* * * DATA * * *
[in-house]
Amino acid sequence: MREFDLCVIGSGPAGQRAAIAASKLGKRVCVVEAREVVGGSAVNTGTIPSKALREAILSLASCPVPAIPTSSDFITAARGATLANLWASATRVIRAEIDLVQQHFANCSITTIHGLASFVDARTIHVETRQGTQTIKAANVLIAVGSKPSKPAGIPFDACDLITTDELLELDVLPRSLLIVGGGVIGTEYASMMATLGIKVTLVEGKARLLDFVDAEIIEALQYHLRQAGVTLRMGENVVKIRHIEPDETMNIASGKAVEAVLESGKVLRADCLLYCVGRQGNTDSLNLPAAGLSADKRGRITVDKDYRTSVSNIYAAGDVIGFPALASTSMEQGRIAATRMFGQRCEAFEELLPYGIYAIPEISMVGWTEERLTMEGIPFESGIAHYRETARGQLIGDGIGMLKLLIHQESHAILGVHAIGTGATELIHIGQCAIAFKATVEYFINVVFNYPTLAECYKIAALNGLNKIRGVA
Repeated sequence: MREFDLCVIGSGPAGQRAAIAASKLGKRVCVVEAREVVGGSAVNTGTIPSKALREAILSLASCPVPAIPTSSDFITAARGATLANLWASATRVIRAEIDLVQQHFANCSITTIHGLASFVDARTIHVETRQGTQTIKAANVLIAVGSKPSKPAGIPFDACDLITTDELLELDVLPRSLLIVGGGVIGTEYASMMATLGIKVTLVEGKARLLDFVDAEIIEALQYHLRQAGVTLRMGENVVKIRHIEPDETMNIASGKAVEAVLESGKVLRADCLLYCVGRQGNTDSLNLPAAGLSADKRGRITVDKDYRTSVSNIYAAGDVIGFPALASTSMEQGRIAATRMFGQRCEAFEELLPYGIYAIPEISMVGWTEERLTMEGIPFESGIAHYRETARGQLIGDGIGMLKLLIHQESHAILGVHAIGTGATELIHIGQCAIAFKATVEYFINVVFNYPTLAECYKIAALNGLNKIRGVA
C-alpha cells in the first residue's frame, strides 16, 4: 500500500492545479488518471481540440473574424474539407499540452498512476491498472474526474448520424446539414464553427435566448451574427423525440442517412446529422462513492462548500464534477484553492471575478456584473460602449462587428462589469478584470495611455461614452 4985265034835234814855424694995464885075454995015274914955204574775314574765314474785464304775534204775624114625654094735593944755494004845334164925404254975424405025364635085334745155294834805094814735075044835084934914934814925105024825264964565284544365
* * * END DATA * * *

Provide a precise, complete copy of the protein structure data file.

[in-house]
Amino acid sequence: MREFDLCVIGSGPAGQRAAIAASKLGKRVCVVEAREVVGGSAVNTGTIPSKALREAILSLASCPVPAIPTSSDFITAARGATLANLWASATRVIRAEIDLVQQHFANCSITTIHGLASFVDARTIHVETRQGTQTIKAANVLIAVGSKPSKPAGIPFDACDLITTDELLELDVLPRSLLIVGGGVIGTEYASMMATLGIKVTLVEGKARLLDFVDAEIIEALQYHLRQAGVTLRMGENVVKIRHIEPDETMNIASGKAVEAVLESGKVLRADCLLYCVGRQGNTDSLNLPAAGLSADKRGRITVDKDYRTSVSNIYAAGDVIGFPALASTSMEQGRIAATRMFGQRCEAFEELLPYGIYAIPEISMVGWTEERLTMEGIPFESGIAHYRETARGQLIGDGIGMLKLLIHQESHAILGVHAIGTGATELIHIGQCAIAFKATVEYFINVVFNYPTLAECYKIAALNGLNKIRGVA
Repeated sequence: MREFDLCVIGSGPAGQRAAIAASKLGKRVCVVEAREVVGGSAVNTGTIPSKALREAILSLASCPVPAIPTSSDFITAARGATLANLWASATRVIRAEIDLVQQHFANCSITTIHGLASFVDARTIHVETRQGTQTIKAANVLIAVGSKPSKPAGIPFDACDLITTDELLELDVLPRSLLIVGGGVIGTEYASMMATLGIKVTLVEGKARLLDFVDAEIIEALQYHLRQAGVTLRMGENVVKIRHIEPDETMNIASGKAVEAVLESGKVLRADCLLYCVGRQGNTDSLNLPAAGLSADKRGRITVDKDYRTSVSNIYAAGDVIGFPALASTSMEQGRIAATRMFGQRCEAFEELLPYGIYAIPEISMVGWTEERLTMEGIPFESGIAHYRETARGQLIGDGIGMLKLLIHQESHAILGVHAIGTGATELIHIGQCAIAFKATVEYFINVVFNYPTLAECYKIAALNGLNKIRGVA
C-alpha cells in the first residue's frame, strides 16, 4: 500500500492545479488518471481540440473574424474539407499540452498512476491498472474526474448520424446539414464553427435566448451574427423525440442517412446529422462513492462548500464534477484553492471575478456584473460602449462587428462589469478584470495611455461614452 4985265034835234814855424694995464885075454995015274914955204574775314574765314474785464304775534204775624114625654094735593944755494004845334164925404254975424405025364635085334745155294834805094814735075044835084934914934814925105024825264964565284544365